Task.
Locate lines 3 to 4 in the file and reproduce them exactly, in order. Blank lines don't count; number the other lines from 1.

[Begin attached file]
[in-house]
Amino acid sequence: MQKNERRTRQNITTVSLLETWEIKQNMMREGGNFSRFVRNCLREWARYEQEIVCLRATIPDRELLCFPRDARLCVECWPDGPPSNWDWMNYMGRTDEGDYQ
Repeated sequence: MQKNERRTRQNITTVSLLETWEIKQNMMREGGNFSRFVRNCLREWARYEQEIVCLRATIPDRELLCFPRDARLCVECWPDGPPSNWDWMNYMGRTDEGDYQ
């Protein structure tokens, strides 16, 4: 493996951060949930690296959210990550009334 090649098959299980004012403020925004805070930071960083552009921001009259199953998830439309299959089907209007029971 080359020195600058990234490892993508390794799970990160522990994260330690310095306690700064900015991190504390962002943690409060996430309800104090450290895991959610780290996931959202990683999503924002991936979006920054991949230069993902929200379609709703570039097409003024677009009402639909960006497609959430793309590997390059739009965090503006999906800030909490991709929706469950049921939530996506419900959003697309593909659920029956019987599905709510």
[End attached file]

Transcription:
Repeated sequence: MQKNERRTRQNITTVSLLETWEIKQNMMREGGNFSRFVRNCLREWARYEQEIVCLRATIPDRELLCFPRDARLCVECWPDGPPSNWDWMNYMGRTDEGDYQ
């Protein structure tokens, strides 16, 4: 493996951060949930690296959210990550009334 090649098959299980004012403020925004805070930071960083552009921001009259199953998830439309299959089907209007029971 080359020195600058990234490892993508390794799970990160522990994260330690310095306690700064900015991190504390962002943690409060996430309800104090450290895991959610780290996931959202990683999503924002991936979006920054991949230069993902929200379609709703570039097409003024677009009402639909960006497609959430793309590997390059739009965090503006999906800030909490991709929706469950049921939530996506419900959003697309593909659920029956019987599905709510």